Author Topic: Education Is Speech: Why New York’s Attempts To Control Private Schools Are Unconstitutional  (Read 382 times)

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Education Is Speech: Why New York’s Attempts To Control Private Schools Are Unconstitutional
Courts will not be able to ignore the reality that education is speech and that states are imposing unconstitutional content and viewpoint discrimination.
By Philip Hamburger
August 22, 2019
New York State recently announced regulations that would add sharp teeth to its policy of requiring private schools to be “substantially equivalent” to public schools. Although this initially sounds reasonable, on closer examination the regulations impose a stifling conformity on private educational speech.

This problem exists in many states. The New York regulations should therefore provoke a reconsideration of the threats to educational speech across the country.  ...

A long-standing New York State statute generically obliges private schools to offer education “substantially equivalent” to public-school education. Not content with something so open-ended, the state’s Department of Education specifies in regulations how substantial equivalence is to be enforced. It thereby accentuates the threat to freedom of speech.

The immediate targets of the regulations are 39 Yeshivas that, for religious reasons, reject much of what is considered standard in secular education. For example, they teach mostly in Yiddish rather than English, and they do not teach more than rudimentary math and English. But the regulations do not stop with these Yeshivas. They apply to all private schools, spelling out how their teaching must be at least roughly aligned with public education.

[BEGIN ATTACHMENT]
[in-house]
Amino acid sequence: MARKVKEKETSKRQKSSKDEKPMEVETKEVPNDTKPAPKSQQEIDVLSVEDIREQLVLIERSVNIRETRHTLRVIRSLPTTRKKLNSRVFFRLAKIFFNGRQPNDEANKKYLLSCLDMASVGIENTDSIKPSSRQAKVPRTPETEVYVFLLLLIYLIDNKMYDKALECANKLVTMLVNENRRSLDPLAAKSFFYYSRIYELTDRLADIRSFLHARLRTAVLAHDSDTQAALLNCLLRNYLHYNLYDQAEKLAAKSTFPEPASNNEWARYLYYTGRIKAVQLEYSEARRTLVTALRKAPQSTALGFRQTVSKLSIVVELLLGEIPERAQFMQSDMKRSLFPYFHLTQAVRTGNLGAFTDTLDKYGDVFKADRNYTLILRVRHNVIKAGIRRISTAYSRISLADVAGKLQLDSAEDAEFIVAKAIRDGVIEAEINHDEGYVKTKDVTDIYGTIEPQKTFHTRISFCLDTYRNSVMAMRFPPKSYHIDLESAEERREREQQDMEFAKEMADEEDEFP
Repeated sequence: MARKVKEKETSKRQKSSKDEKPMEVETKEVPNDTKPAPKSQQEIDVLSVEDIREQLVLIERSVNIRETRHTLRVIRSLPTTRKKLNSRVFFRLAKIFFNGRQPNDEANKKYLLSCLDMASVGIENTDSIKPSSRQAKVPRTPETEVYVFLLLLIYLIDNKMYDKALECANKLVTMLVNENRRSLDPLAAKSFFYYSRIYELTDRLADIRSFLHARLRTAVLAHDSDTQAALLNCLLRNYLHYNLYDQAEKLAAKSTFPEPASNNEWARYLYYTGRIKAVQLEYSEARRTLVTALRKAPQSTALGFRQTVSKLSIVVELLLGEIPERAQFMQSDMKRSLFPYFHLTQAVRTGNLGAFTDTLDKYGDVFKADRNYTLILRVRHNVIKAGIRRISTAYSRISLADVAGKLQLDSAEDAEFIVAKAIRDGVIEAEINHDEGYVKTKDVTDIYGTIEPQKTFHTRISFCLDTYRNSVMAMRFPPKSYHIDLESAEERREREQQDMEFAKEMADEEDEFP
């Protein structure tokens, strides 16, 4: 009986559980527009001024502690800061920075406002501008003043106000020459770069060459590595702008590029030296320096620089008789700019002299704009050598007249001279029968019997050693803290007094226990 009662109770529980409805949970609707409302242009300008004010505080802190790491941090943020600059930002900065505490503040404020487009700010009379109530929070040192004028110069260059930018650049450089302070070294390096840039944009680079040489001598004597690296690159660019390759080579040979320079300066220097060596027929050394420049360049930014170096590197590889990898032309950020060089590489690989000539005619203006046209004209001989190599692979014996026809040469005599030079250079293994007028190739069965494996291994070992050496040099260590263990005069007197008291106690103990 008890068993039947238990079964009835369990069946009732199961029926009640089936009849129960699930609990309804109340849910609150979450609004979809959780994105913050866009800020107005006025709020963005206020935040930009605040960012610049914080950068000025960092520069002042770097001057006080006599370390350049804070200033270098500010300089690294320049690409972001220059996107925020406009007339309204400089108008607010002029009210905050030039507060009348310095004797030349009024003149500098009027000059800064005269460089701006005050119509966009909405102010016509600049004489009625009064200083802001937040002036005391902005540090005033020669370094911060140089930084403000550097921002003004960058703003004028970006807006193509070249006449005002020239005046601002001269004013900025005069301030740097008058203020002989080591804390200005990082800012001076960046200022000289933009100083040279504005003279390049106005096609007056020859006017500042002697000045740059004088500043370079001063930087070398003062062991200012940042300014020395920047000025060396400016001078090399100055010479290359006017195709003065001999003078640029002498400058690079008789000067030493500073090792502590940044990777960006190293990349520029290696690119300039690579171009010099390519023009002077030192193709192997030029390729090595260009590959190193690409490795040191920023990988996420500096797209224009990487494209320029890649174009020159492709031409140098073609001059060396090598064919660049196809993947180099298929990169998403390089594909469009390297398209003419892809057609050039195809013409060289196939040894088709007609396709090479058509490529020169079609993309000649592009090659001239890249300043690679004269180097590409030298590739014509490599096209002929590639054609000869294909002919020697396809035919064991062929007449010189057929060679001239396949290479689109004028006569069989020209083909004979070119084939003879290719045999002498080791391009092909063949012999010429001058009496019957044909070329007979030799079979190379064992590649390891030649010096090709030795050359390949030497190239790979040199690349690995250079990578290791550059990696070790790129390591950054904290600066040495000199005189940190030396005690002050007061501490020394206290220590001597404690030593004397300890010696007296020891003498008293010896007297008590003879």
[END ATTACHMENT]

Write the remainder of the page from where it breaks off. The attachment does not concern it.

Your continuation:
The regulations require “local school authorities,” and then the commissioner of education, to evaluate private schools and determine whether they are “substantially equivalent” to public schools in the same area. If not, and if remedial efforts fail, the state can cut off its supply of textbooks, transportation, special education, and other funding. Students who stay in these schools will be considered truant, parents may be fined, and some students might be subject to being jailed.  ...

There are several powerful constitutional objections to the New York regulations, most centrally that, in pressuring private schools on what and how to teach, the regulations abridge the freedom of speech. The initial problem consists of compelled speech and content discrimination.  ...
Read the entire rather lengthy article at The Federalist

Philip Hamburger is the Maurice and Hilda Friedman professor of law at Columbia Law School, and the president of the New Civil Liberties Alliance.
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